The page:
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Chhabildas vs The State Of Maharashtra Through … on 6 February, 2018

REPORTABLE

IN THE SUPREME COURT OF INDIA

CIVIL APPELLATE JURISDICTION

CIVIL APPEAL NO. 1607 OF 2018
(ARISING OUT OF SLP (C) NO.3633 OF 2015)

Chhabildas … Appellant

Versus

The State of Maharashtra Ors. … Respondents

JUDGMENT

R.F. NARIMAN, J.

1. Leave granted.

2. The present case concerns a purchase notice issued under

Section 49 of the Maharashtra Regional Town Planning Act, 1966

(hereinafter referred to as “the Act”) and, in particular, the effect of

Sub-section (7) thereof. The aforesaid Section 49 along with other
Signature Not Verified

Digitally signed by
VISHAL ANAND
Date: 2018.02.06
16:37:54 IST
Reason:

1
relevant provisions of the Act, as they stood at the relevant time, are

reproduced hereunder:

Section 49 – Obligation to acquire land on refusal of
permission or on grant of permission in certain cases. –
(1) Where–

(a) any land is designated by a plan as subject to
compulsory acquisition, or

(b) any land is allotted by a plan for the purpose of any
functions of a Government or local authority or
statutory body, or is land designated in such plan as a
site proposed to be developed for the purposes of any
functions of any such Government, authority or body,
or

(c) any land is indicated in any plan as land on which a
highway is proposed to be constructed or included, or

(d) any land for the development of which permission is
refused or is granted subject to conditions, and any
owner of land referred to in clause (a), (b), (c) or (d)
claims–

(i) that the land has become incapable of
reasonably beneficial use in its existing state,
or

(ii) where planning permission is given subject to
conditions that the land cannot be rendered
capable of reasonably beneficial use by the
carrying out of the permitted development in
accordance with the conditions; or

(e) the owner of the land because of its designation or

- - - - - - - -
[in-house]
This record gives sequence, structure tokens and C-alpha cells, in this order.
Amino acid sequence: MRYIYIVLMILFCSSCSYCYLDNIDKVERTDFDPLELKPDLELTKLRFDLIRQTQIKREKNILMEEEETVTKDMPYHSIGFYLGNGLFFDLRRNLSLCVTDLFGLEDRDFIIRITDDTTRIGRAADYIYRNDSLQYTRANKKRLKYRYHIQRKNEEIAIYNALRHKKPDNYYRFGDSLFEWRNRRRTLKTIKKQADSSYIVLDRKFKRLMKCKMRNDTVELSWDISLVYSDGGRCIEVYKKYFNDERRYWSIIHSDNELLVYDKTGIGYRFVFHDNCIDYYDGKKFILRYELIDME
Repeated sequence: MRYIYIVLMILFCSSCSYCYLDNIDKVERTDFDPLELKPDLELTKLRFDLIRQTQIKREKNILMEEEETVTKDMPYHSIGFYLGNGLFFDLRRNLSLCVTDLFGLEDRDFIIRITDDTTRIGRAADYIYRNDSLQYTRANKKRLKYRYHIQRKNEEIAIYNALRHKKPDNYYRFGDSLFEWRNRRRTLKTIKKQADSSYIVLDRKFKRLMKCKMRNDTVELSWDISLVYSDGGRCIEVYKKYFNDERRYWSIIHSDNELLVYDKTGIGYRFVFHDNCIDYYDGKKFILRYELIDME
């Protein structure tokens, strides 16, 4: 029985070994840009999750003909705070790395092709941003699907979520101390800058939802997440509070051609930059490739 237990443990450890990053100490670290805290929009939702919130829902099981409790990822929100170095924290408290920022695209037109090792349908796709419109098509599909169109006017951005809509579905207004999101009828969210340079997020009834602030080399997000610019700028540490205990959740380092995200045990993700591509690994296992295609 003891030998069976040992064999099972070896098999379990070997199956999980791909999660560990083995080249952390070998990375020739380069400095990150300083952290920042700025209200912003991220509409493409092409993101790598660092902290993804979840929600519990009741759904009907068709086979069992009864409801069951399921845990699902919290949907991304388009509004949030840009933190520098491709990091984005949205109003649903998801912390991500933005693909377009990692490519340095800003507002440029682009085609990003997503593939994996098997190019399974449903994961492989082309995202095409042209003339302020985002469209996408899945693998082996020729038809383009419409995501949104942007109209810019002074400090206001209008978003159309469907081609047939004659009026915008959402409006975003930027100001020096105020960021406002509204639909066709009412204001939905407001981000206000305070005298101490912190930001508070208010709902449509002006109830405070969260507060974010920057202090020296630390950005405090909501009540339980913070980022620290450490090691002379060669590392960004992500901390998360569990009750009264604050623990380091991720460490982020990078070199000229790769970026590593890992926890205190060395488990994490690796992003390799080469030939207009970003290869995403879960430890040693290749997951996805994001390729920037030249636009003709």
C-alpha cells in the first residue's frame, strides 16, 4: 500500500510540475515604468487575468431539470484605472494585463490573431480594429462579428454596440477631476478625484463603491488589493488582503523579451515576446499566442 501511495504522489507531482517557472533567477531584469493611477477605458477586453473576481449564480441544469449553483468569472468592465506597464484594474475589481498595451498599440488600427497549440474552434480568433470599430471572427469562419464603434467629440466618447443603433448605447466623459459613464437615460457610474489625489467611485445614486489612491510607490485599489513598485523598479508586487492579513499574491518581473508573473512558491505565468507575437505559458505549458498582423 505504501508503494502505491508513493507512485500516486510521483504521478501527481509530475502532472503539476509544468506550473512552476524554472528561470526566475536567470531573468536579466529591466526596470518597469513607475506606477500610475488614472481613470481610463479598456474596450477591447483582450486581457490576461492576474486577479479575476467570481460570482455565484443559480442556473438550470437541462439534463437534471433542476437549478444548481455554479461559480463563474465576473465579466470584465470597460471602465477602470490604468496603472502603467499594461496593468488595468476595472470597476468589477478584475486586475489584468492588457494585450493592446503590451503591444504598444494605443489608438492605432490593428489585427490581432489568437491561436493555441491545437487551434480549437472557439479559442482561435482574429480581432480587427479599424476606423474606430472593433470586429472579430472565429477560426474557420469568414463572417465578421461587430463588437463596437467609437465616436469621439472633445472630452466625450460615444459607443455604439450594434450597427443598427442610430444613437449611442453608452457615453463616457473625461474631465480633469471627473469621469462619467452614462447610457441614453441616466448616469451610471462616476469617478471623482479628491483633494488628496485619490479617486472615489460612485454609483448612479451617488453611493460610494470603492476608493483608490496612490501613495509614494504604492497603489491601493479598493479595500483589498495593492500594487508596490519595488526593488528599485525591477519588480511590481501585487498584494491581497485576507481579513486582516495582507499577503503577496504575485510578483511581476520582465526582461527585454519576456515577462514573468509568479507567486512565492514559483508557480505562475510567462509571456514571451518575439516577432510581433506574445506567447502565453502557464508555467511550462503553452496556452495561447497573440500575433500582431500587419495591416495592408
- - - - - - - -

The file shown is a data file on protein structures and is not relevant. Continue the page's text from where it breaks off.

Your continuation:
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allocation in any plan claims that he is unable to sell it
except at a lower price than that at which he might
reasonably have been excepted to sell if it were not
so designated or allocated, the owner or person
affected may serve on the State Government within
such time and in such manner, as is prescribed by
regulations, a notice (hereinafter referred to as “the
purchase notice “) requiring the Appropriate Authority
to purchase the interest in the land in accordance with
the provisions of this Act.

(2) The purchase notice shall be accompanied by a copy of
any application made by the applicant to the Planning
Authority, and of any order or decision of that Authority and of
the State Government, if any, in respect of which the notice is
given.

(3) On receipt of a purchase notice, the State Government
shall forthwith call from the Planning Authority and the
Appropriate Authority such report or records or both, as may
be necessary, which those authorities shall forward to the
State Government as soon as possible but not later than thirty
days from the date of their requisition.

(4) On receiving such records or reports, if the State
Government is satisfied that the conditions specified in sub-
section (1) are fulfilled, and that the order or decision for
permission was not duly made on the ground that the
applicant did not comply with any of the provisions of this Act
or rules or regulations, it may confirm the purchase notice, or
direct that planning permission be granted without condition
or subject to such conditions as will make the land capable of
reasonably beneficial use. In any other case, it may refuse to
confirm the purchase notice, but in that case, it shall give the
applicant a reasonable opportunity of being heard.

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(5) If within a period of six months from the date on which a
purchase notice is served the State Government does not
pass any final order thereon, the notice shall be deemed to
have been confirmed at the expiration of that period.

(6) Omitted.

(7) If within one year from the date of confirmation of the
notice, the Appropriate Authority fails to make an application
to acquire the land in respect of which the purchase notice
has been confirmed as required under section 126, the
reservation, designation, allotment, indication or restriction on
development of the land shall be deemed to have lapsed; and
thereupon, the land shall be deemed to be released from the
reservation, designation, or, as the case may be, allotment,
indication or restriction and shall become available to the
owner for the purpose of development otherwise permissible
in the case of adjacent land, under the relevant plan.

Section 50 – Deletion of reservation of designated land
for interim, draft of final Development plan – (1) The
Appropriate Authority (other than the Planning Authority), if it